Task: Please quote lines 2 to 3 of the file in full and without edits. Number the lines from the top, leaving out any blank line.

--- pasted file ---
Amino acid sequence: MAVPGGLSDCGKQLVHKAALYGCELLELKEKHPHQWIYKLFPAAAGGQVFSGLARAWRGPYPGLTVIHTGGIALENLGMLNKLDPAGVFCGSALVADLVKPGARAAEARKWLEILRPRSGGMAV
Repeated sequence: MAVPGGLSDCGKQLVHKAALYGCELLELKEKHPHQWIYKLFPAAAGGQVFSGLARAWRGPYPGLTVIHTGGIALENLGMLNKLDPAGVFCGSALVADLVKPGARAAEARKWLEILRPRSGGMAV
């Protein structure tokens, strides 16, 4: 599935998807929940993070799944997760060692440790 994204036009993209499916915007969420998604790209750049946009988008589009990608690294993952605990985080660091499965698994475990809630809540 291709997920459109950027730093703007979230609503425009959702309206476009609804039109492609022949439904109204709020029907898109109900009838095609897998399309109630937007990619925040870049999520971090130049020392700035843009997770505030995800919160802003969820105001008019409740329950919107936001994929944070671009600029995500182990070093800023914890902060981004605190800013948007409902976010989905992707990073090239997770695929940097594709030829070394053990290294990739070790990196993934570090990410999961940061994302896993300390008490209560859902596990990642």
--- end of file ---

Repeated sequence: MAVPGGLSDCGKQLVHKAALYGCELLELKEKHPHQWIYKLFPAAAGGQVFSGLARAWRGPYPGLTVIHTGGIALENLGMLNKLDPAGVFCGSALVADLVKPGARAAEARKWLEILRPRSGGMAV
């Protein structure tokens, strides 16, 4: 599935998807929940993070799944997760060692440790 994204036009993209499916915007969420998604790209750049946009988008589009990608690294993952605990985080660091499965698994475990809630809540 291709997920459109950027730093703007979230609503425009959702309206476009609804039109492609022949439904109204709020029907898109109900009838095609897998399309109630937007990619925040870049999520971090130049020392700035843009997770505030995800919160802003969820105001008019409740329950919107936001994929944070671009600029995500182990070093800023914890902060981004605190800013948007409902976010989905992707990073090239997770695929940097594709030829070394053990290294990739070790990196993934570090990410999961940061994302896993300390008490209560859902596990990642």